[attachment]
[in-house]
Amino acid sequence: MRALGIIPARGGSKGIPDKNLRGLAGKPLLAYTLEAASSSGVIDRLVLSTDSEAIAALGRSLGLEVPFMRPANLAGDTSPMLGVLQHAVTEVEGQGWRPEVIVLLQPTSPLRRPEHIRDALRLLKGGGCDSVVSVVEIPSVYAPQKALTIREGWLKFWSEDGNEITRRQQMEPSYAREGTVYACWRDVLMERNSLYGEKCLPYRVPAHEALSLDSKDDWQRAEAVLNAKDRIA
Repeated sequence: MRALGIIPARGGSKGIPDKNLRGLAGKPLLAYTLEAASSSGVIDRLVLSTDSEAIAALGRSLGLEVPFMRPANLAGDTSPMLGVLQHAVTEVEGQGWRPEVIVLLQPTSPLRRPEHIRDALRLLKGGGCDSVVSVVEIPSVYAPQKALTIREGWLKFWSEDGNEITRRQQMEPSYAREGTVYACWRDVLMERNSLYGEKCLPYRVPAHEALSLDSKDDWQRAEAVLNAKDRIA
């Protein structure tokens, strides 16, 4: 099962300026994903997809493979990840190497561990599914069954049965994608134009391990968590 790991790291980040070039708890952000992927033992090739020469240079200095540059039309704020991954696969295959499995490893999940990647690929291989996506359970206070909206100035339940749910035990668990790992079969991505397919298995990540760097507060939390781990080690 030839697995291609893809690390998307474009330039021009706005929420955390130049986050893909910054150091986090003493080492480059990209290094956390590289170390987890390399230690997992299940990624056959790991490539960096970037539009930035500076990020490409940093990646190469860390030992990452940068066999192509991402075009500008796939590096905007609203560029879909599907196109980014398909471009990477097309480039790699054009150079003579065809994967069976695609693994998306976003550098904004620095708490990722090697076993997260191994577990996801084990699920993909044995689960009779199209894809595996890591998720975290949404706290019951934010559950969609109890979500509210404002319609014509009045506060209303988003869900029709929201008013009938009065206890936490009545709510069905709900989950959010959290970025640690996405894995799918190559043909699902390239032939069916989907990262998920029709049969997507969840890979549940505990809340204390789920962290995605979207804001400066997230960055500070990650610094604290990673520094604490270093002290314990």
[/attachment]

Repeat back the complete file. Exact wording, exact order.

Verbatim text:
[in-house]
Amino acid sequence: MRALGIIPARGGSKGIPDKNLRGLAGKPLLAYTLEAASSSGVIDRLVLSTDSEAIAALGRSLGLEVPFMRPANLAGDTSPMLGVLQHAVTEVEGQGWRPEVIVLLQPTSPLRRPEHIRDALRLLKGGGCDSVVSVVEIPSVYAPQKALTIREGWLKFWSEDGNEITRRQQMEPSYAREGTVYACWRDVLMERNSLYGEKCLPYRVPAHEALSLDSKDDWQRAEAVLNAKDRIA
Repeated sequence: MRALGIIPARGGSKGIPDKNLRGLAGKPLLAYTLEAASSSGVIDRLVLSTDSEAIAALGRSLGLEVPFMRPANLAGDTSPMLGVLQHAVTEVEGQGWRPEVIVLLQPTSPLRRPEHIRDALRLLKGGGCDSVVSVVEIPSVYAPQKALTIREGWLKFWSEDGNEITRRQQMEPSYAREGTVYACWRDVLMERNSLYGEKCLPYRVPAHEALSLDSKDDWQRAEAVLNAKDRIA
């Protein structure tokens, strides 16, 4: 099962300026994903997809493979990840190497561990599914069954049965994608134009391990968590 790991790291980040070039708890952000992927033992090739020469240079200095540059039309704020991954696969295959499995490893999940990647690929291989996506359970206070909206100035339940749910035990668990790992079969991505397919298995990540760097507060939390781990080690 030839697995291609893809690390998307474009330039021009706005929420955390130049986050893909910054150091986090003493080492480059990209290094956390590289170390987890390399230690997992299940990624056959790991490539960096970037539009930035500076990020490409940093990646190469860390030992990452940068066999192509991402075009500008796939590096905007609203560029879909599907196109980014398909471009990477097309480039790699054009150079003579065809994967069976695609693994998306976003550098904004620095708490990722090697076993997260191994577990996801084990699920993909044995689960009779199209894809595996890591998720975290949404706290019951934010559950969609109890979500509210404002319609014509009045506060209303988003869900029709929201008013009938009065206890936490009545709510069905709900989950959010959290970025640690996405894995799918190559043909699902390239032939069916989907990262998920029709049969997507969840890979549940505990809340204390789920962290995605979207804001400066997230960055500070990650610094604290990673520094604490270093002290314990």